Monday 30 January 2023 | Written by CI News Staff | Published in National, Outer Islands
The last cargo boat bringing supplies to the island was the MV Taunga Nui which arrived on October 31, 2022.
Neale told Cook Islands News: “We have an urgent requirement for diesel fuel to keep power supply to the island. Since December our solar energy station battery bank charge holding capacity has deteriorated because it is almost to the end of their life.”
“Daily diesel generator intervention is required to keep our batteries charged and the energy system operating. Daily uninterrupted power supply to the island is critical as the island fishermen catches are stored in freezers waiting for shipment to Rarotonga.”
With the current diesel generator daily usage, Neale said they had estimated in mid-December “that we will run out of diesel at the end of January 2023”. “There was some urgency to secure bulk diesel fuel storage capacity as there was no spare drums to hold 4000 litre of fuel as we would need to hold on island at least three months’ supply of diesel fuel,” he said.
were able to have six 763 litre round fuel tanks constructed by Raro Weld and
able to secure with assistance from MFEM and MOT (Transport ministry) clearance for Taio Shipping Ltd ‘Lady Moana’
to make an urgent run to Palmerston Island to deliver our diesel fuel as well
as food supplies and the new school principal. And to pick up the island’s fish
products for export to Rarotonga.”
Neale said they are expecting the Lady Moana’s arrival on Monday, January 30 with the much-needed diesel fuel because by Wednesday “we will be having interrupted power supply and fishermen will be losing their frozen fish for export”.
“We are thankful to Tapi and Taio Shipping for making their vessel available to make this urgent run.”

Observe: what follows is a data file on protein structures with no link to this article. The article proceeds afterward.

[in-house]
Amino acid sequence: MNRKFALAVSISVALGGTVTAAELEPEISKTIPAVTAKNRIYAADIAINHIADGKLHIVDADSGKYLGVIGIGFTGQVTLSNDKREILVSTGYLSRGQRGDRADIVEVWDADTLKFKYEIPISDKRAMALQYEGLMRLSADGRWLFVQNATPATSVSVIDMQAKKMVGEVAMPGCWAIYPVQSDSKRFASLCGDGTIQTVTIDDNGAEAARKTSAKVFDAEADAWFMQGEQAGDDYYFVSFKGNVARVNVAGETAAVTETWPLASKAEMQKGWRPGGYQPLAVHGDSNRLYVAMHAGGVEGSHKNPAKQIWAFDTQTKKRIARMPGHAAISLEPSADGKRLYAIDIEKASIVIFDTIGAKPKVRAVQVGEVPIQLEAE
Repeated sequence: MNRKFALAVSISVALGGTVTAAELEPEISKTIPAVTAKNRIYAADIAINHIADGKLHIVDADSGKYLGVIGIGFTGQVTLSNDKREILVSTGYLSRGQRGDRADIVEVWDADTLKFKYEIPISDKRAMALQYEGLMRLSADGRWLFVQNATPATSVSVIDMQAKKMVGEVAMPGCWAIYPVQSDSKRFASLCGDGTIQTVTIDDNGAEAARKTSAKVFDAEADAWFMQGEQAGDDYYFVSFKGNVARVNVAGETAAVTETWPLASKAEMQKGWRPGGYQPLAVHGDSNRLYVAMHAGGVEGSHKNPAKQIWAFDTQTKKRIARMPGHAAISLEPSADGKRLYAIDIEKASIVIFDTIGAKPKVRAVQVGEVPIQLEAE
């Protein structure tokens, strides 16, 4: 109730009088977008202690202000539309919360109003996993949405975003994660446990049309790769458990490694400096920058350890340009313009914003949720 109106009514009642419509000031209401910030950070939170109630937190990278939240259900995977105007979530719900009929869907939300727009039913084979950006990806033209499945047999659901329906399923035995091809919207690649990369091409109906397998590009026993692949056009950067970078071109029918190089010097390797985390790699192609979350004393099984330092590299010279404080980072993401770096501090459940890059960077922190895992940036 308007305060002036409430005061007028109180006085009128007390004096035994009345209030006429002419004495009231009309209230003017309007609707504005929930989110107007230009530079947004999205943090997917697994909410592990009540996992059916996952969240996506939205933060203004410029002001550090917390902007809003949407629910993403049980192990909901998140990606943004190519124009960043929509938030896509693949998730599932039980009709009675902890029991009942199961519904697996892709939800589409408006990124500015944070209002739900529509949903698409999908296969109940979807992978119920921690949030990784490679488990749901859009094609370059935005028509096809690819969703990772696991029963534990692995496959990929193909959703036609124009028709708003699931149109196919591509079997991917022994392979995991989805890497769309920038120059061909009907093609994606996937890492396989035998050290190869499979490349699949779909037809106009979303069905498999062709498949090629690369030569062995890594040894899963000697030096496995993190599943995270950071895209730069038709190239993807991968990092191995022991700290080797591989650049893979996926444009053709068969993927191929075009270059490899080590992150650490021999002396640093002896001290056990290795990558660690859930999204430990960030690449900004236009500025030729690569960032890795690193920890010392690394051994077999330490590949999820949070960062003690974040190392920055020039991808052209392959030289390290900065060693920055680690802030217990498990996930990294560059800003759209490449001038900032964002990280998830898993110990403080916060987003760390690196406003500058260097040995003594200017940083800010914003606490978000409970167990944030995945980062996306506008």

Meanwhile Palmerston Island was included in the Cook Islands solar energy project “Uira Natura O te Pae Tokerau” in 2014. The solar power came into operation on February 15, 2015.
Neale said the solar battery life span an estimated eight to 10 years dependant on the level of power usage.
“We are now into our eight year and batteries are starting to deteriorate which requires replacing. Our power usage has been high to full capacity of design so it is expected that our batteries life span will deteriorate within eight years.
“Our usual diesel usage would average about 200 litres/month dependant on the weather, less if the weather is fine a little more if the weather is rainy, etc. Since December batteries has deteriorated to where it requires the generator to keep them charged daily. This is usually a 4.5-hour generator run burning about 45 litres of fuel. A monthly average of 1350 litres of diesel to keep power supply to the island until we are able to replace old batteries with new ones.
“We have batteries on order, but they will take some time to arrive.”
Neale says there is a programme to replace all the batteries of the solar stations in the Pae Tokerau after their 10-year life span with new lithium batteries.
“This may take some years yet to roll out.”